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Bank of America shareholders shouldn’t let Moynihan be CEO for life

Bank of America Brian Moynihan
AP Photo / Charles Krupa
Thanks to investment banking, Bank of America had a pretty decent fourth quarter.
By Matt Phillips
Published Last updated This article is more than 2 years old.

Bank of America chief Brian Moynihan recently sat down with high-brow US chat show host Charlie Rose, saying among other things that he’d love to hold onto the helm of the second-largest US bank, by assets, for the rest of his life, according to Bloomberg:

“It’s the best job there is,” Moynihan said yesterday in an interview scheduled for public television’s “Charlie Rose” program. “While there have been times when you sit there and say, ‘Jeez, this is a lot of pounding,’ you always keep your eye on the purpose you’re here. And that’s to help people with their financial lives — if you really keep focused on that, I could do this the rest of my life.”

Shareholders may well feel differently. After all, since Moynihan took over Bank of America’s leadership on Jan. 1, 2010, the company’s shares are down roughly 19%.

And that performance looks even worse when you compare it to competitors such as JP Morgan Chase, Wells Fargo, and Citigroup, whose shares are up 17%, 38%, and 25%, respectively, over the same period. Here’s a look at the stock prices—indexed to 100—through Tuesday’s close:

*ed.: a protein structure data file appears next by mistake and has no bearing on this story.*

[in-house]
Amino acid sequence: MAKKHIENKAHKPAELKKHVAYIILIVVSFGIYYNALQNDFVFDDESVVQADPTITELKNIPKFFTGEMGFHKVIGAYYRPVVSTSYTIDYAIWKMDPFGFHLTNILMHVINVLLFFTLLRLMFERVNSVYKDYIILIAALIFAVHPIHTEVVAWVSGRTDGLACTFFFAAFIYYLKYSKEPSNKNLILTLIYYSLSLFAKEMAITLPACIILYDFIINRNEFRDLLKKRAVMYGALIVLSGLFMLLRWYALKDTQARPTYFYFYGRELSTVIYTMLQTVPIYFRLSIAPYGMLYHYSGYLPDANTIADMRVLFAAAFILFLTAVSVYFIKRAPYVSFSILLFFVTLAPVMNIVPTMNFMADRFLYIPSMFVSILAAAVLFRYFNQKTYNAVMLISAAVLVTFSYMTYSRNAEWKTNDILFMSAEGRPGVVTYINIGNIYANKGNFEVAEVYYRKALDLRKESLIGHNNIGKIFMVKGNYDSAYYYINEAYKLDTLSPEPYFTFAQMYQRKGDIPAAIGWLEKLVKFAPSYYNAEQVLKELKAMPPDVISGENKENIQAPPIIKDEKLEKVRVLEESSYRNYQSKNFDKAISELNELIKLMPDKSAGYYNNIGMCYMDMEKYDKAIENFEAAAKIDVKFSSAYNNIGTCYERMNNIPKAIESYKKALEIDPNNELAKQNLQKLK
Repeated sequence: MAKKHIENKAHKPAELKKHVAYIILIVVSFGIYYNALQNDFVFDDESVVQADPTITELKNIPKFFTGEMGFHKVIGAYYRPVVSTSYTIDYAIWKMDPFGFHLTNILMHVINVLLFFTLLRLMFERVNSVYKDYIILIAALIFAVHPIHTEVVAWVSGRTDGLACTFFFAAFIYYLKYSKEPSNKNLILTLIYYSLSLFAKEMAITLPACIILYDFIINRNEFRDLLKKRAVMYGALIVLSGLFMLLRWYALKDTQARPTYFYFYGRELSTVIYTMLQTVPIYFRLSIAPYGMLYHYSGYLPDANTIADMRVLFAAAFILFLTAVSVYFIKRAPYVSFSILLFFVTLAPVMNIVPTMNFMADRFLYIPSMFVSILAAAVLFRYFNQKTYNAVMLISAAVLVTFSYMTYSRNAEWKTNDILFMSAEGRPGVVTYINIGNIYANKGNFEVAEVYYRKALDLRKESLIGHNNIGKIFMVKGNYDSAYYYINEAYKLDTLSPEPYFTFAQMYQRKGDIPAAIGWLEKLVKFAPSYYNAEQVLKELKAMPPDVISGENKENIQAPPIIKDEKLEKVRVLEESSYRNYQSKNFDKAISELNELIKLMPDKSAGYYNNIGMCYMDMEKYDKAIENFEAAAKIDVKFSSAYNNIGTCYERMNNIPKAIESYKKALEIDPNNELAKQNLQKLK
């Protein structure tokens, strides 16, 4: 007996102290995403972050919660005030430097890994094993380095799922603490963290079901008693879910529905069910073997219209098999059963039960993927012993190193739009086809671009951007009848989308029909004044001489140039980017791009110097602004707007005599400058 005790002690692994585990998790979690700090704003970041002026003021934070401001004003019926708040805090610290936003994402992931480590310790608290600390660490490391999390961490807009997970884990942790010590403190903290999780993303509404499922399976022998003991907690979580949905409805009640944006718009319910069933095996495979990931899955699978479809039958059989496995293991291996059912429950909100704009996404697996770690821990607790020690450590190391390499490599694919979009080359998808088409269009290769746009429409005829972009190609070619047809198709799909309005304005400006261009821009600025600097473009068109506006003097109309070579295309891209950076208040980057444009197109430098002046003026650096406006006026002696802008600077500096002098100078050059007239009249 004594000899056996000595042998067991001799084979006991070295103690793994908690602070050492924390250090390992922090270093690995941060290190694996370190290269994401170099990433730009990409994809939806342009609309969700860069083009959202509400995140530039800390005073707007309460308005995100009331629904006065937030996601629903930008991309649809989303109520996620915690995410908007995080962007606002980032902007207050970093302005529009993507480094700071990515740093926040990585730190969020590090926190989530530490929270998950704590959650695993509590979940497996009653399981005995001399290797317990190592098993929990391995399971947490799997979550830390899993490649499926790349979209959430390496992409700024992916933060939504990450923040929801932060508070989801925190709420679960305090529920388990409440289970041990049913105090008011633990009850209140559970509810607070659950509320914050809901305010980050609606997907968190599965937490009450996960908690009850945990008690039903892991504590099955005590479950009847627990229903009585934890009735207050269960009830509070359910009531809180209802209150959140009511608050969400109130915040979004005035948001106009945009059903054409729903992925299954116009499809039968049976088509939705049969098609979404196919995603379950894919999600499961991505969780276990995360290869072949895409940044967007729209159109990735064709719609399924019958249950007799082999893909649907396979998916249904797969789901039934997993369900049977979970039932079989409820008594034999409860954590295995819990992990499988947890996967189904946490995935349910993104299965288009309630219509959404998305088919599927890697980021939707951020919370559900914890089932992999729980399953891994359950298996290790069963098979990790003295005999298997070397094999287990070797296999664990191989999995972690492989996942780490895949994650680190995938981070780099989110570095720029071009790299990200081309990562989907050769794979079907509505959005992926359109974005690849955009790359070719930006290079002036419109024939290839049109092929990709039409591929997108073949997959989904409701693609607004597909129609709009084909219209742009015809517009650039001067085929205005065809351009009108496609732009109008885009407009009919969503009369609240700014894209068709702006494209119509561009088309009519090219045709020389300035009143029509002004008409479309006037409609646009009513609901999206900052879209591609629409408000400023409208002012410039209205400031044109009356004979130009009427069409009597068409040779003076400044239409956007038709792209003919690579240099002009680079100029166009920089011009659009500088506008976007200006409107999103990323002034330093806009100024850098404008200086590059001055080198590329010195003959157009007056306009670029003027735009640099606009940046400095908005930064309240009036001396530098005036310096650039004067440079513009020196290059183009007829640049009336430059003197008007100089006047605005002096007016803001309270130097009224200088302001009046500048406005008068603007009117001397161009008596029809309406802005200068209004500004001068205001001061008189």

How about versus the financial sector more broadly? Same story. S&P 500 financials are up 27% during Moynihan’s tenure, compared to a 19% decline for BofA:

Now, in fairness, Mr. Moynihan is dealing with a lot of messes that were made before he took the top spot, such as BofA’s disastrous acquisition of dodgy mortgage lender Countrywide in the summer of 2008. Nearly five years later, Bank of America shareholders to continue to feel the pinch from those awful deals. In January BofA took charges of $2.7 billion related to a deal with government-owned mortgage giant Fannie Mae to settle disputes about bad mortgages it passed along to Fannie. And on top of that, there was the payment of $1.1 billion as part of a $8.5 billion multi-bank deal to settle government charges that they and other banks had wrongly foreclosed on homeowners in the aftermath of the financial crisis.

On the other hand, Moynihan was well within the inner circle at Bank of America as it made those terrible decisions during the boom years that preceded the crisis, holding key roles such as president of investment banking, general counsel and head of consumer banking before taking the top spot. So it’s not like he is completely uncontaminated by those strategic errors.

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